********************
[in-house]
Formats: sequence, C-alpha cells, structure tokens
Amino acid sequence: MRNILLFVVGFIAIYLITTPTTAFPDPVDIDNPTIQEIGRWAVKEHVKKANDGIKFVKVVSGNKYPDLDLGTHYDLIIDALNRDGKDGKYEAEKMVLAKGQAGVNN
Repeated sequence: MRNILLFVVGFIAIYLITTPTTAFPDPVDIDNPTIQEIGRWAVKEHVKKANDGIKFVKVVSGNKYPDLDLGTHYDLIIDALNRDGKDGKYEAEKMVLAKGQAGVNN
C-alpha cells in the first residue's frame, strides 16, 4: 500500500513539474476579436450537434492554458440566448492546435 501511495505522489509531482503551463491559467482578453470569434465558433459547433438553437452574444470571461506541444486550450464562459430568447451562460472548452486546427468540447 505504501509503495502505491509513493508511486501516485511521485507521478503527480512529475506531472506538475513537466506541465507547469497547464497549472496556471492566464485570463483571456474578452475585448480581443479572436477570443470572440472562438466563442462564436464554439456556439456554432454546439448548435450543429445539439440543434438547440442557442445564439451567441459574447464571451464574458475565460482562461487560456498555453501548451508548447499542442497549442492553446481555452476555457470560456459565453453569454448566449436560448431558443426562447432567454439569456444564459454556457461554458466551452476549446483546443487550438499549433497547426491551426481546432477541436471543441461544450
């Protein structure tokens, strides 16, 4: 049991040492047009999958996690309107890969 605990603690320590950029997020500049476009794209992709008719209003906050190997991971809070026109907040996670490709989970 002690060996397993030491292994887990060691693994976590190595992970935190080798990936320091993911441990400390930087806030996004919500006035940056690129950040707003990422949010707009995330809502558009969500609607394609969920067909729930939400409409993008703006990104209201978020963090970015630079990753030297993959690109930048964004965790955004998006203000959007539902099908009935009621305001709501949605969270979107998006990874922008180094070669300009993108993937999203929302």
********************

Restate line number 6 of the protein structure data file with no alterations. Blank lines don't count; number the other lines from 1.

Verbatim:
């Protein structure tokens, strides 16, 4: 049991040492047009999958996690309107890969 605990603690320590950029997020500049476009794209992709008719209003906050190997991971809070026109907040996670490709989970 002690060996397993030491292994887990060691693994976590190595992970935190080798990936320091993911441990400390930087806030996004919500006035940056690129950040707003990422949010707009995330809502558009969500609607394609969920067909729930939400409409993008703006990104209201978020963090970015630079990753030297993959690109930048964004965790955004998006203000959007539902099908009935009621305001709501949605969270979107998006990874922008180094070669300009993108993937999203929302």